NLP Datasets from HuggingFace: How to Access and Train Them | Hacker Noon


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@davisdavidDavis David

Data Scientist | AI Practitioner | Software Developer. Giving talks, teaching, writing.

The Datasets library from hugging Face provides a very efficient way to load and process NLP datasets from raw files or in-memory data. These NLP datasets have been shared by different research and practitioner communities across the world.

You can also load various evaluation metrics used to check the performance of NLP models on numerous tasks.

If you are working in Natural Language Processing and want an NLP dataset for your next project, I recommend you use this library from Hugging Face.

You can use this library with other popular frameworks in machine learning, such as Numpy, Pandas, Pytorch, and TensorFlow. You will learn more in the examples below.

The NLP datasets are available on different tasks such as 

  • Text-classification
  • Question-Answering
  • Sequence-modelling
  • Machine translation,
  • Automatic speech-recognition
  • Sentiment Analysis
  • Speech Processing
  • Name entity Recognition
  • Part of Speech Tagging
  • others

You can find the NLP datasets in more than 186 languages. All these datasets can also be browsed on the HuggingFace Hub and can be viewed and explored online with the  Datasets viewer.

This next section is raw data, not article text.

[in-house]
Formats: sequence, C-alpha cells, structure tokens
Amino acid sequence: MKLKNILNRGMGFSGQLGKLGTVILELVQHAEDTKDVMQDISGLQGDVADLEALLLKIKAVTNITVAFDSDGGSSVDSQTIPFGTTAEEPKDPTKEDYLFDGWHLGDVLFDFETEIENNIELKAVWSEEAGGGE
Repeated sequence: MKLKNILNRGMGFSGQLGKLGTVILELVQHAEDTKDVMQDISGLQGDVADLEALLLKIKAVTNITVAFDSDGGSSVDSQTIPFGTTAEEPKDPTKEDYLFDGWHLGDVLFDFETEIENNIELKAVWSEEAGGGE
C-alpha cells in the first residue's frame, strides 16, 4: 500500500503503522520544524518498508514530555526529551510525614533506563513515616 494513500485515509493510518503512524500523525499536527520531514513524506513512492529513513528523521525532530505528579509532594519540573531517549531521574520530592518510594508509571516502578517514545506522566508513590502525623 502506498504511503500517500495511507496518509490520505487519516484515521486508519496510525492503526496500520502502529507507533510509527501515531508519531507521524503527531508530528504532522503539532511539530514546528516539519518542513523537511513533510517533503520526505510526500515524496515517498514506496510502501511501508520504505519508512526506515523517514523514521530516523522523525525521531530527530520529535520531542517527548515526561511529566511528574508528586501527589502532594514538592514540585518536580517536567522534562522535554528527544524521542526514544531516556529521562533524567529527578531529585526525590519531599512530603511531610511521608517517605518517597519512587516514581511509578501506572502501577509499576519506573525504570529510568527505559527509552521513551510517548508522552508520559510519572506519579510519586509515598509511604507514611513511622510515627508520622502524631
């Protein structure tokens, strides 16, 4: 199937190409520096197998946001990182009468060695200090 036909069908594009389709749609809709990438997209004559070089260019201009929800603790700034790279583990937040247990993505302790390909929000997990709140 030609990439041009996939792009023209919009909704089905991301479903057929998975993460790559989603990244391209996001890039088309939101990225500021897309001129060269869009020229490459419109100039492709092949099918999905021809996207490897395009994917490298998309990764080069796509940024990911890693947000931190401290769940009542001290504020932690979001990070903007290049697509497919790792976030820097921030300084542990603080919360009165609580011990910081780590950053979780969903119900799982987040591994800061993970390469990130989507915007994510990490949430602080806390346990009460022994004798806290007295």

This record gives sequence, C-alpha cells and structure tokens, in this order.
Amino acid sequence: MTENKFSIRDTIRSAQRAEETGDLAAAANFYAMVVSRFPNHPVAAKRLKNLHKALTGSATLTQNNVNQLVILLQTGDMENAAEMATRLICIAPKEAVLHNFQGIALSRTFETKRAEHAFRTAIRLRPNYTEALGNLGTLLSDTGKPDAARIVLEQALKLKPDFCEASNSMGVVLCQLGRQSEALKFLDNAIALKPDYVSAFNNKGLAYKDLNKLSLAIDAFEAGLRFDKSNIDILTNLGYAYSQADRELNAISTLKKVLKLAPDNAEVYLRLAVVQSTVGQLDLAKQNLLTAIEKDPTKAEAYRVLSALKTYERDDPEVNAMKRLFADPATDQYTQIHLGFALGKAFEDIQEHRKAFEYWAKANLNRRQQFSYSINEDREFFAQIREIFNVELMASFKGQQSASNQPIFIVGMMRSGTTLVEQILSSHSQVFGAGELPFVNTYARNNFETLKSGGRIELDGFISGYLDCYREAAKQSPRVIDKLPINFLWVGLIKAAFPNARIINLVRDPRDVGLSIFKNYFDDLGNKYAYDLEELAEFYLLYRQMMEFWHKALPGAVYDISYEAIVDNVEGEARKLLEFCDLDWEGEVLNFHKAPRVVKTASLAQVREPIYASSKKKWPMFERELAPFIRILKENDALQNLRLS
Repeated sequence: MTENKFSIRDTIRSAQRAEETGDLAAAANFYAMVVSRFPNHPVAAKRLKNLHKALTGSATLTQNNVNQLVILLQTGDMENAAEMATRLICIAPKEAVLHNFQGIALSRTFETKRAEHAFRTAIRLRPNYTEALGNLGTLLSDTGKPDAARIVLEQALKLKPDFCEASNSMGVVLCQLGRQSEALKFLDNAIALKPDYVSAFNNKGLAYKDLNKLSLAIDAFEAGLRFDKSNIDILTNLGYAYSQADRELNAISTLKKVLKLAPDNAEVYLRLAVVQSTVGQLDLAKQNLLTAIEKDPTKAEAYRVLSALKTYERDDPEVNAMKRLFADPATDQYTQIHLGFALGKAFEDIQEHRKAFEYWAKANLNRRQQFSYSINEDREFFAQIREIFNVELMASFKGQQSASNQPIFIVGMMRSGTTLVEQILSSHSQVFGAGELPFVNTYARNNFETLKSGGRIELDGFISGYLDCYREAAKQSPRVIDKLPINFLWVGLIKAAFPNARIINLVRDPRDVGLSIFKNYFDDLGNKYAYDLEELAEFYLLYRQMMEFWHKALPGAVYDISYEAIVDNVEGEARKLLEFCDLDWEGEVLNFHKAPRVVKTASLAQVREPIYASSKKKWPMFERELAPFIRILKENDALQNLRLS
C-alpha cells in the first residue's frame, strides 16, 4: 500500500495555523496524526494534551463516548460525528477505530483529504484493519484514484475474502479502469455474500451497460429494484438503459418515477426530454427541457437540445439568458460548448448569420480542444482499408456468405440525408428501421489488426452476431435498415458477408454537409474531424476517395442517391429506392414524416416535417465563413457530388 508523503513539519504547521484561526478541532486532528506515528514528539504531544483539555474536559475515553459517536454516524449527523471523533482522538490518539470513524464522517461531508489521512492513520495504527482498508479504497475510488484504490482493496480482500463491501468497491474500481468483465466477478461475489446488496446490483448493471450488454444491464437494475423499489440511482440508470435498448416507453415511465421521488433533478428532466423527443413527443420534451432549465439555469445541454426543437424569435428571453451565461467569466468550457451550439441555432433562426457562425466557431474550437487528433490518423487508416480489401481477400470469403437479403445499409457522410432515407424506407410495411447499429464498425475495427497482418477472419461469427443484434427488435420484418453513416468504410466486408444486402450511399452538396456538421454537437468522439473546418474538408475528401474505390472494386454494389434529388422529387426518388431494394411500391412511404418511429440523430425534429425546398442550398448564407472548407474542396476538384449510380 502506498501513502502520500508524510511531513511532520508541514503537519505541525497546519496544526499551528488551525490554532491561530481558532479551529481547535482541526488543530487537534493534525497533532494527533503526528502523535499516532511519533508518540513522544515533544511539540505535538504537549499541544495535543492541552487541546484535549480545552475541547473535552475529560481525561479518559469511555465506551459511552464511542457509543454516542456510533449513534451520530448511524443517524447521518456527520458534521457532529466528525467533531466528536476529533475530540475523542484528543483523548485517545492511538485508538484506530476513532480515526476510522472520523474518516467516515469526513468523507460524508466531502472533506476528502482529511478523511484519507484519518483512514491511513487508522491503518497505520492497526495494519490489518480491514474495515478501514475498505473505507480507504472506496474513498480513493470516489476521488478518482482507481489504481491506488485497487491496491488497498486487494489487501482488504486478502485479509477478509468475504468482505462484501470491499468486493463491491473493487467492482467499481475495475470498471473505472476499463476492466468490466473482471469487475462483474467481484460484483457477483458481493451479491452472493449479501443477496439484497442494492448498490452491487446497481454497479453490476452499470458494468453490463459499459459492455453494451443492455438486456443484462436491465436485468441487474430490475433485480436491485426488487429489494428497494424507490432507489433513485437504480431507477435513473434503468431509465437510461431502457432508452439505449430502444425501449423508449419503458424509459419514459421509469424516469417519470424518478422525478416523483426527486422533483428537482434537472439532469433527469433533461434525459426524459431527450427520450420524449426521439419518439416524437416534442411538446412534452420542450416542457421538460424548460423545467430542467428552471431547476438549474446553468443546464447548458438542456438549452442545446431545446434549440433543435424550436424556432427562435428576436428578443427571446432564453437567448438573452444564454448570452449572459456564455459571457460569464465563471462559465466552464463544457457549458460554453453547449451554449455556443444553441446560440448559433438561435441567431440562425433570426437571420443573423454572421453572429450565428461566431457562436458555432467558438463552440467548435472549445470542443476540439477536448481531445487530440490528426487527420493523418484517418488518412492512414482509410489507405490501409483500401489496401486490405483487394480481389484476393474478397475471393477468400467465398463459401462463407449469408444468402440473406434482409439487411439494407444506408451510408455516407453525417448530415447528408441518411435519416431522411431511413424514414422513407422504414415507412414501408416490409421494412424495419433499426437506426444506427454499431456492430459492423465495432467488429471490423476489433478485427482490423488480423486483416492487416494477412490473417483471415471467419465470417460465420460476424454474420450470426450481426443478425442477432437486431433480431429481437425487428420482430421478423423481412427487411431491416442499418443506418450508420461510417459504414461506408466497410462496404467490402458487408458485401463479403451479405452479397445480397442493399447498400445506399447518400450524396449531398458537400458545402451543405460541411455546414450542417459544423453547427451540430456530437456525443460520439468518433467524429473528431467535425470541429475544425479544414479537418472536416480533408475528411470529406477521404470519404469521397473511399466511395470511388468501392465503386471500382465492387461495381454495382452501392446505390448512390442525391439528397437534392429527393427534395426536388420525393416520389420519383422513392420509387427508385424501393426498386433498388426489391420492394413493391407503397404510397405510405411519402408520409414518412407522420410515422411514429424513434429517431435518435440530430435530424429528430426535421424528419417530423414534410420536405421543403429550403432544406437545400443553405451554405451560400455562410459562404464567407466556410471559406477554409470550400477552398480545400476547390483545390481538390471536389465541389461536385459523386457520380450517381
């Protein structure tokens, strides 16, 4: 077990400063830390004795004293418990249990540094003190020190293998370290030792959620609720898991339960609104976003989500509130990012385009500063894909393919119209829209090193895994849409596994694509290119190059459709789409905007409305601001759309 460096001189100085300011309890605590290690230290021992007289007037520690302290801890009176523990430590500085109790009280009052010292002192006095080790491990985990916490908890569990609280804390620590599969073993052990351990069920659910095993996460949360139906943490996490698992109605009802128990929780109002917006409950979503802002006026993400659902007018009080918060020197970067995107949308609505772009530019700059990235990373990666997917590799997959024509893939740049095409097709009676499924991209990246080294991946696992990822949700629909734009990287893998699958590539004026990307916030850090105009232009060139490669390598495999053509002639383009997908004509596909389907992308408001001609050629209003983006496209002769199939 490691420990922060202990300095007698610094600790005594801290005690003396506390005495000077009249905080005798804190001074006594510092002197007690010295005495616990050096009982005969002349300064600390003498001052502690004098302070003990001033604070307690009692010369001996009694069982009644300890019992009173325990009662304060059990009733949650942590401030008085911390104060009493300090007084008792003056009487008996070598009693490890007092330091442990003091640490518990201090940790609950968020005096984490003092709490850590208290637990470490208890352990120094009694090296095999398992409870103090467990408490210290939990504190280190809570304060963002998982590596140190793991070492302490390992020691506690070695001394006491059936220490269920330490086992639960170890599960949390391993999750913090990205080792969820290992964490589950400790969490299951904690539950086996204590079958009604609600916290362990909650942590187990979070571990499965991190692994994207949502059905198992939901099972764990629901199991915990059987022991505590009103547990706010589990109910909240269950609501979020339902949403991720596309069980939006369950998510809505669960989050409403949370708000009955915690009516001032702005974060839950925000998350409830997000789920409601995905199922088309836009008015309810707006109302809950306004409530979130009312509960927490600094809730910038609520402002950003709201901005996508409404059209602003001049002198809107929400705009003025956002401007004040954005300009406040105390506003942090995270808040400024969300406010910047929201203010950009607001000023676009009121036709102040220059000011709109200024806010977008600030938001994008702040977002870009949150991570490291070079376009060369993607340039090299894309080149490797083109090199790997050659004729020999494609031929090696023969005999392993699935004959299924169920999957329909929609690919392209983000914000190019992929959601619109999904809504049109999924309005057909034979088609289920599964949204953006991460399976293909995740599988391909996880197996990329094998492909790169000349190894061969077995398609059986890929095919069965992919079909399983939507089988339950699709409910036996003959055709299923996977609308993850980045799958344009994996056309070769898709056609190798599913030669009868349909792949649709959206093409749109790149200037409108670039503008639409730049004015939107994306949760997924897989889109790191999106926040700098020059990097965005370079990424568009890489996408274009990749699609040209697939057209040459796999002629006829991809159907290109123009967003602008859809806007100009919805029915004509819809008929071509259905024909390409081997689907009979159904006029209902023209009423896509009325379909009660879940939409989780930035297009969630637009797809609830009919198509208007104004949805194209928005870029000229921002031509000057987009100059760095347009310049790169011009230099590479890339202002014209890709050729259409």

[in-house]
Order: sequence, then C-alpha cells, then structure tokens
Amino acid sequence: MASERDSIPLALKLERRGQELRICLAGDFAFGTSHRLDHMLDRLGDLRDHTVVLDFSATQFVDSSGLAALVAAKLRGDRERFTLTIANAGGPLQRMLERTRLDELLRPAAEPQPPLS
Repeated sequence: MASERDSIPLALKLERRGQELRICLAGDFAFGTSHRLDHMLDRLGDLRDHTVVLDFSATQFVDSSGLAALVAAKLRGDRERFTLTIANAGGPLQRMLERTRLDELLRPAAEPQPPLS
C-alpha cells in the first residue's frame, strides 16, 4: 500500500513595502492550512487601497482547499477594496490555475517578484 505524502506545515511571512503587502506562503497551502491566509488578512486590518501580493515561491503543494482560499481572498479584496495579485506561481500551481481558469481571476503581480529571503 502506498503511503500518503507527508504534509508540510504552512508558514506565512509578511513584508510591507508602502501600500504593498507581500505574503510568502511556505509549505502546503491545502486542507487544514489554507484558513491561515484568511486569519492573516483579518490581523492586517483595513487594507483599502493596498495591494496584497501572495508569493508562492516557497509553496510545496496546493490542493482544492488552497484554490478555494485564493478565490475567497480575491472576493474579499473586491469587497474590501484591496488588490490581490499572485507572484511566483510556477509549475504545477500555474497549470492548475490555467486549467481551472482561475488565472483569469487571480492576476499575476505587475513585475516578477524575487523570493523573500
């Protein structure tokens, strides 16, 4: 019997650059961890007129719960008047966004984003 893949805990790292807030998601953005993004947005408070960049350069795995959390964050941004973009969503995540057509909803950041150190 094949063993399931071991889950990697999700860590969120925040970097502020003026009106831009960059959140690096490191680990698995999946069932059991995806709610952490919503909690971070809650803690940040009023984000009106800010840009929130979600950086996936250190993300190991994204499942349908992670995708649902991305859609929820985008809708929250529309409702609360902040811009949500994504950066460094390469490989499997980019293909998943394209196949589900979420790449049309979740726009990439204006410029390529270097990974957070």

In this article, you will learn how to download, load, configure and use NLP datasets from the hugging face datasets library.

Let’s get started.

How to Install Datasets Library

Installation is easy and takes only a few minutes. You can use pip as follows:

pip install datasets 

Another option for installation is using conda as follows.

conda install -c huggingface -c conda-forge datasets

List of Datasets

To view the list of different available datasets from the library, you can use the


function from the library.

from datasets import list_datasets, load_dataset
from pprint import pprint

datasets_list = list_datasets() 

Currently, the datasets library has a total of 1182 datasets that can be used to create different NLP solutions.

List of Dataset with Details

You can also view a list of the datasets with details by adding an argument called


equal to


in the list_datases() function as follows.

datasets_list = list_datasets(with_details=True) 

This will show a list of datasets with their id(name), descriptions, and files (if downloaded in your local machine).


Load Dataset

To load the dataset from the library, you need to pass the file name on the



The load_dataset function will do the following.

  • Download and import in the library the file processing script from the Hugging Face GitHub repo.
  • Run the file script to download the dataset
  • Return the dataset as asked by the user. By default, it returns the entire dataset
dataset = load_dataset('ethos','binary')  

In the above example, I downloaded the ethos dataset from hugging face.

“ETHOS: onlinE haTe speecH detectiOn dataSet. This repository contains a dataset for hate speech detection on social media platforms, called Ethos. There are two variations of the dataset:”- HuggingFace’s page

Note: Each dataset can have several configurations that define the sub-part of the dataset you can select. For example, the ethos dataset has two configurations.